Issue 69

December 1, 2015

A Daughter's Tribute

When I was first asked to write a tribute for my father I was quite hesitant and reluctant to enter such an emotional space, as the feelings of grief are still very great and I didn’t want the memories to flood in all at once. However, as the publishing aspect of Dad’s life played such a significant role in his work and ministry, it seemed fitting to remember and honour him by using the written word as the vehicle to convey my love and appreciation for him. I love my dad and I miss him! It will always be in the present continuous, as neither will diminish with time or absence; a constant state of being, much like our love and remembrance of the Lord Jesus when we sup together around His table – in the knowing of the person and what that person has done only makes the love for them grow, their absence merely makes the reunion more desirous.

Dad in private was the same man in public and he showed no partiality in either domain. Truth was dad’s defence and he was a stalwart defender of The Truth and he did not deviate from this position at all. One of the few things that dad would leave his work to do was for a game of chess. My brothers and I all learnt to play chess, mainly because it meant we enjoyed some one-on-one time with our dad, but it also gave us insight into how he thought and it pictorially illustrated how he viewed life and his calling – protect the King and His ways at all costs.

‍I felt incredibly privileged to be nurtured and raised in my father and mother’s home. It was an environment of love, respect, much laughter and incredible generosity and hospitality. I don’t think we would be able to count the number of meals my mother has prepared, or the beds she has made for visitors; our home was always a hive of activity and every person; whether ministry, family, friend or stranger were made to feel welcome and well looked after. It must be stated that my dad wouldn’t have been able to accomplish all that he did over his life without the tireless help and support of our mother and in paying tribute to him she must be acknowledged and included as well. They have been a remarkable team, a wonderful example and their counsel and instruction has been a safeguard in many of life’s important choices and decisions. Dad provided well for his own and for others.

If I could use three words to describe my father they would have to be, courageous, fearless and faithful. He was uncompromisingly committed to the truth of God’s Word and from that firm foundation he pastored the flock of God with a loving, transparent and sincere heart. Dad would never ‘work the angles’ for his own gain, or use his abilities, position and title to promote self or power and control over others. He truly knew how to pastor people and he genuinely cared even for those who disagreed, called him all kinds of names and even cut him off. I’ll never fully know or understand all that dad underwent from all the hate filled, vitriolic and false accusatory statements made about him or directed at him because of the stand he took, but I do know that he was prepared to have his reputation smeared for the reputation of his Lord and the Gospel. He often said with tears streaming down his face, “The Lord Jesus made Himself of no reputation when He stood by me!” The knowledge of his Saviour and the calling upon his life then enabled him to proclaim, warn, exhort, teach and admonish the people of God without fear or favour so that his offering of service may equip and present every man perfect in Christ. Dad considered pastoring a privilege not a position of power or an arduous, difficult or grievous ‘job’.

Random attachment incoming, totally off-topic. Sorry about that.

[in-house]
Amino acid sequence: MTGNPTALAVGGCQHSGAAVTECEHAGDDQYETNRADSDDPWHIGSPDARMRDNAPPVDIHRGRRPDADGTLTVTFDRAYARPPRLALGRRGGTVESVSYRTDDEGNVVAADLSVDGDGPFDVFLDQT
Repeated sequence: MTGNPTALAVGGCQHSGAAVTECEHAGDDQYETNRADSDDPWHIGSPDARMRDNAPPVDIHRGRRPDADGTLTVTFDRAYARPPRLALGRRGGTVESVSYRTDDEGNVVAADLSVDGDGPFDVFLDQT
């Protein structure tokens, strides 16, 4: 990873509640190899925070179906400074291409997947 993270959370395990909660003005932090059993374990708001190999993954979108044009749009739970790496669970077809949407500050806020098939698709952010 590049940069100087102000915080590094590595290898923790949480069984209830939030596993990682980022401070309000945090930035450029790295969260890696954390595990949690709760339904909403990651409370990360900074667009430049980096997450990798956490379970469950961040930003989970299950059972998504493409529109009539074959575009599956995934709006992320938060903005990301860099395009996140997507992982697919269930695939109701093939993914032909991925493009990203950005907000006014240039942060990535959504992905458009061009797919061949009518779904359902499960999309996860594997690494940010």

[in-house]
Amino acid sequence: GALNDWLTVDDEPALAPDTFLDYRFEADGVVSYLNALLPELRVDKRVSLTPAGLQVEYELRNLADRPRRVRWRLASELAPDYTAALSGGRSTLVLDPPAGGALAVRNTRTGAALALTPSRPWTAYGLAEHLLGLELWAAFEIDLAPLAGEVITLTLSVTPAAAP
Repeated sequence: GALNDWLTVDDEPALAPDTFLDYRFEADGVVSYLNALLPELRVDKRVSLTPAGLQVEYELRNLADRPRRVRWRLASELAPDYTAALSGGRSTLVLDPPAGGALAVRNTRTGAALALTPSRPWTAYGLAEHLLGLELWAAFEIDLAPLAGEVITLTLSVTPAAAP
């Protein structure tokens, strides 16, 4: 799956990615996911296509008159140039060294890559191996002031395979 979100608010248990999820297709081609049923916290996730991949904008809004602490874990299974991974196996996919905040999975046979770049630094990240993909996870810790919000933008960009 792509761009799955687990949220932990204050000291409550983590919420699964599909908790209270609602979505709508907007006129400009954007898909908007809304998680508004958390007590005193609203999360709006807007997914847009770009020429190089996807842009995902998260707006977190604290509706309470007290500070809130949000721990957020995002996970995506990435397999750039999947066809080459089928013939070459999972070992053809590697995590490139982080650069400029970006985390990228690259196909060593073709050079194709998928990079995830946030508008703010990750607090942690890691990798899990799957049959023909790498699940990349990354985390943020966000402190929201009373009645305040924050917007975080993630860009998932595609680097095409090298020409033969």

‍The passing of time is indeed a great revealer and even upon reviewing many of Dad’s writings, messages, study and lecture notes we can honestly declare, “He was right!” Did he want this, look for this or want to have this attributed to him via the voices and accolades of his fellows? If this was your motivation would you truly be prepared to be a lone voice, to be ridiculed, castigated and defamed? I think not! This never entered the equation. Dad loved and feared God, not man; therefore he was a worthy mouthpiece for the Lord. He will be remembered as a man who loved the truth, spoke the truth, lived the truth and died committed to the truth – a prophet not accepted in his hometown, but a man with prophetic insight nonetheless.

As a final brushstroke to the portrait of my dad there is an aspect that warrants a mention and to which I shared much affinity. My father enjoyed poetry and was exceptionally astute in his ability to recite, recall and appreciate the richness found within its meaning; whether hidden or clear. Dad felt very strongly about the use of words, and because words have meaning he was very careful with their usage. Idle words, words wrongly applied or pronounced, or misappropriate words were very quickly corrected and usually advised not to be used again. As an example, Dad very much disliked the way, in the modern vernacular, ‘cool’ is used to describe something of interest or amazement. He would remind his grandchildren, upon its usage, that it should only be used to denote variants within temperatures; therefore a new football could not be ‘cool’ unless it had been stored in a refrigerator!

For those of us who knew him best he means so much more to us than words can express, but his character, calling and life’s work will continue and be remembered through the legacy he has left behind. He was a man, but a man worthy to be called a faithful servant.

“Separated and yet eternally joinedBy a cord that nought can sever.Stronger far than ties on Earth;For we are joined forever.Joined and not in Memory alone,But in a faith Resplendent.For we are joined in Christ the LordAnd in His Life Triumphant.Feeble Flesh has melted,A Form so Loved has gone;But we are still united,For Christ the Lord has Come.”

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